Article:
By Naini Setalvad
With the rise in gluten intolerance across the world, Naini Setalvad offers some healthy and tasty alternatives to wheat.
Gluten-free diets are gaining a lot of popularity today and more and more people are wanting to follow it. Gluten allergy, which was earlier confined to the far East-Asian people, is now spreading around the world. Though a growing number of people dodging gluten don’t have celiac disease, they seem to be unable to digest gluten properly.
Do you have a gluten problem?
The classic and most immediately noticeable symptoms are gastrointestinal like bloating, flatulence, and diarrhea, sometimes with smelly stools. This can impair the absorption of nutrients, the consequences of which include anemia (because iron isn’t being absorbed), and weaker bones (because calcium and Vitamin D aren’t getting into the body).
One major difference between gluten disease and grain-related digestion problems is that when it’s just a digestion problem it typically doesn’t lead to malabsorption and nutritional deficiencies.
Grains for the gluten-challenged
In North and West India, we largely depend on wheat as a source of our grain intake. A lot of our snacks are made from wheat and semolina which are high on gluten. When asked to go on a gluten-free diet we are often at a loss. Thankfully, India has a wide variety of grains that are gluten-free. Some of the common ones are rice, amaranth (rajgirha), buckwheat (kuttu) (no relation to wheat), pearl millet (nachni) sorghum(jowar), sago (sabudana), and water chestnut flour (singhada). While eating out is an issue, rice and potatoes are easy substitutes readily available in all restaurants.
Here are some wheat alternatives:
Rotis: Eat rotis made from jowar, bajra, nachni, rajgiraha, rice, or singhada flour.
Method: Most people make a dough, pat it into shape with the hand, and cook it over the tawa. However, this requires a certain amount of dexterity. An optional method is to boil a cup of water in a vessel, add a pinch of salt and stir in a two ladelfuls of flour to the boiling water on a high flame, or as much is required for the mixture to thicken, but still remain soft. Keep it until it cools a bit, add some oil and then knead it into a dough which you can then roll out like regular rotis. Works well with rice, nachni and jowar.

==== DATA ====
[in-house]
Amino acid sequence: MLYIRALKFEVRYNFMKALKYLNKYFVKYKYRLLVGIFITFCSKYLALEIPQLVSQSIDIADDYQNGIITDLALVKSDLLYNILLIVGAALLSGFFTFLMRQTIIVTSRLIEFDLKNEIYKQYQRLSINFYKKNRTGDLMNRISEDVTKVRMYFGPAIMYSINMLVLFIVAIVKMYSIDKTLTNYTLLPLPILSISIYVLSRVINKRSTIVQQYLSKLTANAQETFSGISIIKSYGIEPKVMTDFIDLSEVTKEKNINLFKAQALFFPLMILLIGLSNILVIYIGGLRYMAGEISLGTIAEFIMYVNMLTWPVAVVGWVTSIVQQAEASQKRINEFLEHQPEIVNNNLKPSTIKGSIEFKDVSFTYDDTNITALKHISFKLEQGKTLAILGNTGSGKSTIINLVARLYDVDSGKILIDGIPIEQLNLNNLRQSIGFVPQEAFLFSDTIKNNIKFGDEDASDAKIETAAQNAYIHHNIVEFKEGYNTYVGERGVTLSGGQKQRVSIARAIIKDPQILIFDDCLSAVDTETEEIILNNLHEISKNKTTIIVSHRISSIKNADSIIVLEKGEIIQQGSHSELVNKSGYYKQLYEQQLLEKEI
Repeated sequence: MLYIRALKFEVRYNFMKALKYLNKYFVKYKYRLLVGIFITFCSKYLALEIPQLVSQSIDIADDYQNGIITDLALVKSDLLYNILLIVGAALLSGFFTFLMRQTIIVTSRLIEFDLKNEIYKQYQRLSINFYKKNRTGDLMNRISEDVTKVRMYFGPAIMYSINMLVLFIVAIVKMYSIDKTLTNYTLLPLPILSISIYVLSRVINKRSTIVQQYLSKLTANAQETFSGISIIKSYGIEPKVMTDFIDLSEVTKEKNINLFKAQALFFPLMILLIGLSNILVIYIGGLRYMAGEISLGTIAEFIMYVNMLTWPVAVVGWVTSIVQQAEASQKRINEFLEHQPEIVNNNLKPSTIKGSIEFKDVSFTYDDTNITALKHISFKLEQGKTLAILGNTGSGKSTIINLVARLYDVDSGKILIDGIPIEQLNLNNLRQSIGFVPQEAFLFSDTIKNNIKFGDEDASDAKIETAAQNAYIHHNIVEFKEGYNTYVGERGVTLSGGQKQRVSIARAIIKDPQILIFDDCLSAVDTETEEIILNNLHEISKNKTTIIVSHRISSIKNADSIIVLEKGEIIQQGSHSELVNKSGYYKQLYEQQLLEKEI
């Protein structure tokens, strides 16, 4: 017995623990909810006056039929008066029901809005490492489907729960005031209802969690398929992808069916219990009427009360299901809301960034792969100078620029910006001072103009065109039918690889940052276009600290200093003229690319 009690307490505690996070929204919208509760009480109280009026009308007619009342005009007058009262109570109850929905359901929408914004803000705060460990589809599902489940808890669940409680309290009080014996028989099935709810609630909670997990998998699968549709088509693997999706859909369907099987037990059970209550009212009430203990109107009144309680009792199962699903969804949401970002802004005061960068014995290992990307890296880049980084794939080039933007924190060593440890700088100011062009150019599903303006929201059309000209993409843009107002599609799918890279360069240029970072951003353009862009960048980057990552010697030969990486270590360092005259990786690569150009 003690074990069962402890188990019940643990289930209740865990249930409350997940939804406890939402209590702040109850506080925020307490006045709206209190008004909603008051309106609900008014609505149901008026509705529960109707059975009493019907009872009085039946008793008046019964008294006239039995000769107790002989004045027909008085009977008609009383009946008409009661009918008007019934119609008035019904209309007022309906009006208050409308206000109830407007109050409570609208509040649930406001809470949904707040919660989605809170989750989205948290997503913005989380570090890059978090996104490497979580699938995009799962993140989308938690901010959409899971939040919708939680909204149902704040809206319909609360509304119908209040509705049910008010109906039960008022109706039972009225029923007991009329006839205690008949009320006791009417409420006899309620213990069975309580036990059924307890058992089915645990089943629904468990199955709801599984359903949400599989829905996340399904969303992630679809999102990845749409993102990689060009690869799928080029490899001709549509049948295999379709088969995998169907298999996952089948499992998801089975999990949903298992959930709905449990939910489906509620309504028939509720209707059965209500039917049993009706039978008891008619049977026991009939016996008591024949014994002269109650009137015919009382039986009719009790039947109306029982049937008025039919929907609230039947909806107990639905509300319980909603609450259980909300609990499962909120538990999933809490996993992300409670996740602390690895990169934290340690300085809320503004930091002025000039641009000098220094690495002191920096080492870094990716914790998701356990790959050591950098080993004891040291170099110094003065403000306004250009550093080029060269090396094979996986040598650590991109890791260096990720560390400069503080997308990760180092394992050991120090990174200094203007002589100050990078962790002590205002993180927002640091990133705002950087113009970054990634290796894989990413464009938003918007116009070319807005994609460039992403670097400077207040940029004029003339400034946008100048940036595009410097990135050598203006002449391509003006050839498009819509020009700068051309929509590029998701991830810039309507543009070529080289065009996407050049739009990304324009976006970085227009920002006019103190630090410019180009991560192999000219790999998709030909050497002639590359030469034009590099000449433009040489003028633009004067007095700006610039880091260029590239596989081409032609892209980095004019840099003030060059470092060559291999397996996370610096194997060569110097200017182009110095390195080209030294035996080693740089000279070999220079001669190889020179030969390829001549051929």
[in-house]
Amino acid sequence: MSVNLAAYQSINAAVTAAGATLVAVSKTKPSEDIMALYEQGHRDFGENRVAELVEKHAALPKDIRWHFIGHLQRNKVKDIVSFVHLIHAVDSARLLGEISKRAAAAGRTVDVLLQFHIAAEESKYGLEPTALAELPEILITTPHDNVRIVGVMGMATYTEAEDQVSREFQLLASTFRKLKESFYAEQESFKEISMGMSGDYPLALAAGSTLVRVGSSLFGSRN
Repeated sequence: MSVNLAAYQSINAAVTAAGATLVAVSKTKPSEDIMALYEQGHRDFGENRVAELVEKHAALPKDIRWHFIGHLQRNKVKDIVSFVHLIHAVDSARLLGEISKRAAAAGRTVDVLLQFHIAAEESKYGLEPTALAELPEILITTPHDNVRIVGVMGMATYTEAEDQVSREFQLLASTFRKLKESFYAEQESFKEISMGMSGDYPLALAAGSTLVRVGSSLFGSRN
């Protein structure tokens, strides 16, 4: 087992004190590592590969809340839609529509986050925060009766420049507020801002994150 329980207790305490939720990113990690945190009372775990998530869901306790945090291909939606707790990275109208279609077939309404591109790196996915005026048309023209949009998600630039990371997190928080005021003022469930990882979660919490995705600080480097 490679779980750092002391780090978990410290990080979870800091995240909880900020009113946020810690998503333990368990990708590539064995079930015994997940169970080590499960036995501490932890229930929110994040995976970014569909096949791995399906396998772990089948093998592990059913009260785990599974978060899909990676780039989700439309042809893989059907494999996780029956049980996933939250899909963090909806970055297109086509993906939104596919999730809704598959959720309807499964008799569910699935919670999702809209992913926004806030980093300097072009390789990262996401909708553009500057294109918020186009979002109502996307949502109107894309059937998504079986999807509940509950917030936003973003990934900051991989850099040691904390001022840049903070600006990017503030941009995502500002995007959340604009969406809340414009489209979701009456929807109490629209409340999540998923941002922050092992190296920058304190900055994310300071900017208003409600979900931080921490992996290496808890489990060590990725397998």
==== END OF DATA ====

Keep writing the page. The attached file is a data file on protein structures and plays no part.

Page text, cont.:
Pasta: Pasta made from rice, rice noodles and rice seviah (vermicelli) are available at grocery stores in Southern India, and in select stores in the rest of India.
Biscuits: A selection of maize, and millet biscuits are available.
Cereals and snacks: Poha, kurmura, and sabudana are some common easily available ones.
Rice: It is fairly bland, which makes it good for all-purpose use. Rice flour is a good thickener for soups and baked dishes. White or brown rice give pretty much equal results.
Sorghum or Jowar: Sorghum tends to have a gritty texture. It works best when blended with other flours.
Amaranth: The seed from this broad-leafed plant is used in its whole grain form, milled into flour, or puffed into kernels.
Tapioca starch or sabudana: Great for making rotis.
Soya flour: Used in small amounts, it adds moisture. However in large amounts, the flavour is very pronounced and can be overpowering. If you are allergic to everything else, you can mix 1/3 part soy flour with 2/3 rice flour and it will work reasonably well.
Buckwheat: This is not a form of wheat, rather, it is a herb, and is suitable for most people with wheat intolerance.
Once you have adjusted your taste buds, you’ll find that avoiding wheat isn’t nearly as daunting as it may seem now. In fact, I am sure you’ll find many healthy and tastier replacements.
Gram flour chillas (glutenfree)
100 grams chickpea flour
1/2 tsp salt
3 tbsp chopped spinach
2 tbsps grated tofu/cottage cheese
1 tsp crushed ginger
350 ml iced water
1 tsp of oil
Mix flour, salt, vegetables and spices together. Gradually add iced water until you get a smooth batter. Heat a tsp of oil on a non-stick pan, add a quarter of batter, spread it evenly and cook until the edges are crispy and brown, and the top has dried out. Serve with filling of your choice, or garnish it with grated tofu.
Sesame and soya cookies (glutenfree)
1 1/4 cup soy flour
3 tbsps sesame seeds
2 tbsps rice bran oil
5 tbsps water
1/4 tsp sea salt
• Mix together soy flour and sesame seeds.
• Add oil and gradually add enough water to form a soft dough. Add sea salt.
• Knead, and roll out on a floured surface to 1/8 inch thickness.
• Cut into desired shapes. Prick shapes with fork.
• Bake at 350 degrees for 10 minutes or until brown.
Rice flour and sabudana pancake (glutenfree)
2/3 cup brown rice flour
1/3 cup tapioca (sabudana) starch
1 tbsp baking powder
Pinch of salt
1 large egg
2 tbsp vegetable oil
1/2 cup plain low-fat yoghurt
1/2 cup low fat milk
• Sift rice flour, cornstarch, sugar, baking powder and salt into a large bowl.
• Mix egg with oil and yogurt, stir in milk.
• Pour liquid ingredients over dry ingredients and mix until just blended.
• Heat a non-stick skillet over medium heat. Pour batter by tablespoonfuls into the dry pan.
• Cook pancakes until golden brown on sides, two minutes or less. Stack on warm plates.
• Serve with butter and preserves, syrup or honey.
• Recipe makes seven to eight pancakes, four to five inches
About the author
Naini Setalvad is a nutritionist, specialising in lifestyle and immunity disorders. Her foundation, Health For You, throws light on healthy food habits.
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